Birthdays and Every Other Thing I Asked For in Taganga – Part 2

I wasn’t kidding earlier when I mentioned that I felt like the universe was reading my mind and treating me very kindly.  I’ve been passing the days exactly as I’ve wanted – eating delicious meals and enjoying good entertainment.  There was also a very nice coincidence in my future plans that left me feeling overjoyed and confident that I was making the right decisions.

Fruits of the Sea

First there was lunch.  It’s rather obvious that one would be able to eat a really good fish in a fishing village so I won’t get too carried away with this one.  As my first order of business I sat down for lunch at one of the kiosks on the main street in Taganga.  What made me so happy about this instance though was the ease with which everything occurred.  Normally I have to troll around a town for at least an hour before finally committing to a restaurant.  It’s that big of a deal to me.  But in Taganga, I hadn’t even begun my search when I heard, “Mami, a la orden” and saw a plump Colombian woman beckoning me over to her restaurant.  I caved quite easily today and sat down without even asking what she was serving.  She presented me with a slab of freshly caught fish for the day, named her prices and I chose the snapper.  This turned out to be the best fried fish I’ve tasted in quite some time.  I think it could have been the best yet.  I was hooked and decided to return again…and again.

Lunch for the next few days!

After my third lunch of fried fish, I asked her about the arroz con camarones (rice with shrimp) that she had listed on her board.  She explained that she rarely had shrimp but if I wanted it the next day for lunch, she would go buy some for me.  Sweet!  Now I felt like royalty, having lunches specially prepared for me.  Sadly though, my happy food streak ended as the arroz con camarones was not up to par with the pescado frito.  She mixed tomato sauce in with the rice which I found to be less than appetizing.  I went back to pescado frito for the duration of my stay in Taganga, but it was still nice to experience the “regular” treatment.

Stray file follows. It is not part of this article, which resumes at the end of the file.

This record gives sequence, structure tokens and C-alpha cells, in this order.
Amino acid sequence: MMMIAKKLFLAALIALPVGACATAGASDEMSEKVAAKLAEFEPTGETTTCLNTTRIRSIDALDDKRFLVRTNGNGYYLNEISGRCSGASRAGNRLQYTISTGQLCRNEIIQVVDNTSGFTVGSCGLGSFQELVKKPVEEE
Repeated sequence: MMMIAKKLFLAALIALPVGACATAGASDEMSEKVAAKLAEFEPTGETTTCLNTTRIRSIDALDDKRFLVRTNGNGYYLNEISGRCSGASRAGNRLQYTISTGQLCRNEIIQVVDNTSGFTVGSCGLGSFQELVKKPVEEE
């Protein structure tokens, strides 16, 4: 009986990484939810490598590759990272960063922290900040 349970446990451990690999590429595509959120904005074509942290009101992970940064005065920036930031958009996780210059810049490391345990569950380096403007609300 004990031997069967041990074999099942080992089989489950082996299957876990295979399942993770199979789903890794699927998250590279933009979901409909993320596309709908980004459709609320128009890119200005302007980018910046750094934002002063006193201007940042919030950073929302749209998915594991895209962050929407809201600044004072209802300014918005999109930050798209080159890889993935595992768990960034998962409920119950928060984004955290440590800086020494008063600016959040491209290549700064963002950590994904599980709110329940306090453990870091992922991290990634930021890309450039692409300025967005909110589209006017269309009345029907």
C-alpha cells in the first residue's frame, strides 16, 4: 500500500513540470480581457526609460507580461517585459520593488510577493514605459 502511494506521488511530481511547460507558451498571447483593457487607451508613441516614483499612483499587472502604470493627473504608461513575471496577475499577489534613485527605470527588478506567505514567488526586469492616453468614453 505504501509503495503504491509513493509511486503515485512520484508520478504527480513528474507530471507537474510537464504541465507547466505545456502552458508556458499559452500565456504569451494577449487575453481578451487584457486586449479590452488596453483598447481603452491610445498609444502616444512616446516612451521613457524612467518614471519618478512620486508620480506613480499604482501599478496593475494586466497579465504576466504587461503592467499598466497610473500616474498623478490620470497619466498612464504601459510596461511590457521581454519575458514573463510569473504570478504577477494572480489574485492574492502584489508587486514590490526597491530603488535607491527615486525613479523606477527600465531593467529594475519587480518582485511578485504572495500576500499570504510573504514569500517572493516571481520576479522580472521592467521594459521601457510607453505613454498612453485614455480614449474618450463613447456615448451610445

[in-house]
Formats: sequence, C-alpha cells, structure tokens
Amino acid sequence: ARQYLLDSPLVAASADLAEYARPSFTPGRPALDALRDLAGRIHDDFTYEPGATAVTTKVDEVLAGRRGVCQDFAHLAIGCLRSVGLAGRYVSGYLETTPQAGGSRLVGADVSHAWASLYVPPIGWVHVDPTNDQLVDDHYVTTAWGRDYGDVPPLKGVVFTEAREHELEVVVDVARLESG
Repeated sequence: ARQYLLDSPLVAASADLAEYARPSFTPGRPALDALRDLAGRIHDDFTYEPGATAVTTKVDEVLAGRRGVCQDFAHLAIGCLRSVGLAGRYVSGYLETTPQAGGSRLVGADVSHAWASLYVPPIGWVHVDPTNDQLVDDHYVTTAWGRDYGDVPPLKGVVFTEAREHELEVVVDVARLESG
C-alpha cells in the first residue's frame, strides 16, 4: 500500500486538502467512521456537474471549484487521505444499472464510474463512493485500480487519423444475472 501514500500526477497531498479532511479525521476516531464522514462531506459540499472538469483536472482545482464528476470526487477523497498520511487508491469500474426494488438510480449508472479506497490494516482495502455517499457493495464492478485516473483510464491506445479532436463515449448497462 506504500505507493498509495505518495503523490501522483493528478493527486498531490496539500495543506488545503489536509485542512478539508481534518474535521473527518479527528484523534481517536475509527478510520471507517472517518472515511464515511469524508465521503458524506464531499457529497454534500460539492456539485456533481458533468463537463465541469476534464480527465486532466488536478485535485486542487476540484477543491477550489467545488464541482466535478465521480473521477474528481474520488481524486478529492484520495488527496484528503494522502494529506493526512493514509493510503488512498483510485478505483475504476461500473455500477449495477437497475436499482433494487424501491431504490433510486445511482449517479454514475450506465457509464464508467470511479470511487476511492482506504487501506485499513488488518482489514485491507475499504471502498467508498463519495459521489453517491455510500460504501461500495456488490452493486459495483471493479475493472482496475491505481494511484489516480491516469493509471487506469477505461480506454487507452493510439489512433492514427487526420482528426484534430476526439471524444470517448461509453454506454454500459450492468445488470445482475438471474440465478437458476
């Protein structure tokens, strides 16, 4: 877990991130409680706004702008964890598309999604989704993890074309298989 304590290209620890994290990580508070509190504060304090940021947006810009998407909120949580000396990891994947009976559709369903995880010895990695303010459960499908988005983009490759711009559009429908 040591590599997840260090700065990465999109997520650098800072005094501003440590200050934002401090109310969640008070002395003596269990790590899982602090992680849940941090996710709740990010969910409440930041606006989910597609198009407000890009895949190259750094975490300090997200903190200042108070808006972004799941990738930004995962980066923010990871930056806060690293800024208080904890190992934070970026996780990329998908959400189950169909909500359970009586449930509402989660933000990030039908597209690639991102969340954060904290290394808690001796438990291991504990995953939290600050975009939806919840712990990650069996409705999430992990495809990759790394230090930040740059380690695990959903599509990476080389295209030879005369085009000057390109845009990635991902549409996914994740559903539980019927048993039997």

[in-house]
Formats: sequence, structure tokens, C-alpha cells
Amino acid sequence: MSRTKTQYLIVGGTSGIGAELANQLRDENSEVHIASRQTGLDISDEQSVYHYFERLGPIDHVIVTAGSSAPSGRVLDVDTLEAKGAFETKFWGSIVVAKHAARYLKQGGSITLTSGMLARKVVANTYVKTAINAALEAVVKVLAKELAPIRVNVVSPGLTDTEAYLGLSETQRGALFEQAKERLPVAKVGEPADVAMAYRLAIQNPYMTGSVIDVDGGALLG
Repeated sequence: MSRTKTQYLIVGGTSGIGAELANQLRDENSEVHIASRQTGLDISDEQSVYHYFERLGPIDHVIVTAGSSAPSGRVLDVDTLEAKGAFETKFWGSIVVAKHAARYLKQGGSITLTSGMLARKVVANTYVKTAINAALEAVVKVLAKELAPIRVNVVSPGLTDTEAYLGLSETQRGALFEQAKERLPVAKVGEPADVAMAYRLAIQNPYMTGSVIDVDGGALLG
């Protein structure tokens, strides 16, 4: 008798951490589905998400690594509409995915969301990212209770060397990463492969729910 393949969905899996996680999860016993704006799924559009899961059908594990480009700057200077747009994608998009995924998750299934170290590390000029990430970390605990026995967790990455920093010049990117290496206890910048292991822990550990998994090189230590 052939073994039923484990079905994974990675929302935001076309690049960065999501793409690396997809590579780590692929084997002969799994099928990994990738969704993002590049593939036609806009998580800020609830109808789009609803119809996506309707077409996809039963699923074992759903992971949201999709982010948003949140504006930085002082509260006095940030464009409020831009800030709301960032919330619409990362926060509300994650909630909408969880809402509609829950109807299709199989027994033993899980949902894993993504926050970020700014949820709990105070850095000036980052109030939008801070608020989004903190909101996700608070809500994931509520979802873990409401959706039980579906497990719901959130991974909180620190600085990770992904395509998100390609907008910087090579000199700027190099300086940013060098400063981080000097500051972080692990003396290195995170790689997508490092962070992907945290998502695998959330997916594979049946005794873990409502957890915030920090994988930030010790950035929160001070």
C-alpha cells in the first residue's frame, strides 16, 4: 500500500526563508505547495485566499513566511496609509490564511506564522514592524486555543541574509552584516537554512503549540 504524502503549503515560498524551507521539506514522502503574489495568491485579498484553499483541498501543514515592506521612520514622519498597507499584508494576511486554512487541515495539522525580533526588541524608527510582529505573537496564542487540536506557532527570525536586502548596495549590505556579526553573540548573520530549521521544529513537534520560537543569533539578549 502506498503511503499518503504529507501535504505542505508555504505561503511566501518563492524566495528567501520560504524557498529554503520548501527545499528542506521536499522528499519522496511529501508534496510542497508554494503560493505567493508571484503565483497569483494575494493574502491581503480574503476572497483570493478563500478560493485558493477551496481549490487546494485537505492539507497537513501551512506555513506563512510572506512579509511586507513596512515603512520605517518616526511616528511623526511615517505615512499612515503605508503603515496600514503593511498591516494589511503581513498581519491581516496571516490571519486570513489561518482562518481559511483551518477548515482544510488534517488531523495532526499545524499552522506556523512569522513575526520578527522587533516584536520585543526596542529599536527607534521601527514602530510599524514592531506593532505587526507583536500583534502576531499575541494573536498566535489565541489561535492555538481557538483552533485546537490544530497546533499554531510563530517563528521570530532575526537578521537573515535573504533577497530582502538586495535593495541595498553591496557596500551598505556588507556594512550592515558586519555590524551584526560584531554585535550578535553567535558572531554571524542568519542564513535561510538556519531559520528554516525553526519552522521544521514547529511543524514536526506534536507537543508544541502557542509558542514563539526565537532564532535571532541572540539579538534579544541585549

It’s a beautiful life

Jammin’ With The Frenchies

After the sun set and I had thoroughly enjoyed my sunshine for the day, I spent the majority of my time in the terrace of my hostel.  There I met a Cumbia band made up of French, Greek and Colombian people though all of them currently live in Paris.  They were traveling around Colombia for a music festival and loved playing so much that they continued the jam sessions at the hostel.  As fast as the rum was flowing there were woodwinds and percussion instruments passed about as one by one, the band members joined each other in playing.  One of the guys even passed me a maraca at one point so I could join in as well.  I got a kick out of this because I had also been idly thinking the other day about how I wish I could continue the piano lessons I started in Amsterdam while traveling around the road.  I was even more tickled, when the Greek guy passed me the flute, the instrument I played as a child, to help me unlock any talent that may have been lying dormant all of these years.  After five minutes, I realized that all talent had been gone for good with the only skill I had left was reading music and holding the instrument correctly.  I started feeling sleepy long before the bandmates showed any signs of fatigue so I headed to bed, but with a big smile after briefly having the chance to relive my musical side.